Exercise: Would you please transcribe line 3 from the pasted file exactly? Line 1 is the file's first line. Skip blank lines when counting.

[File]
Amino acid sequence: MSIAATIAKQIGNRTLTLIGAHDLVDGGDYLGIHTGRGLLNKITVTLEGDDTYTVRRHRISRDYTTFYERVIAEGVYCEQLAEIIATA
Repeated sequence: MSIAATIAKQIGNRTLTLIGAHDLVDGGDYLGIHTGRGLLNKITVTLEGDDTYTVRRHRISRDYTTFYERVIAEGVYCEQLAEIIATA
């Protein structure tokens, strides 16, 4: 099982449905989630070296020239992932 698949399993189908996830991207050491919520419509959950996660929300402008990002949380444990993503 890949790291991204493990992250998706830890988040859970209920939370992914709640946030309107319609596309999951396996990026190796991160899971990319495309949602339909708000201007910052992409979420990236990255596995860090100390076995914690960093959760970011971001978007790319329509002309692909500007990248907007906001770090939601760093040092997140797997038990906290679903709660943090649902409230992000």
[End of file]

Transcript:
């Protein structure tokens, strides 16, 4: 099982449905989630070296020239992932 698949399993189908996830991207050491919520419509959950996660929300402008990002949380444990993503 890949790291991204493990992250998706830890988040859970209920939370992914709640946030309107319609596309999951396996990026190796991160899971990319495309949602339909708000201007910052992409979420990236990255596995860090100390076995914690960093959760970011971001978007790319329509002309692909500007990248907007906001770090939601760093040092997140797997038990906290679903709660943090649902409230992000």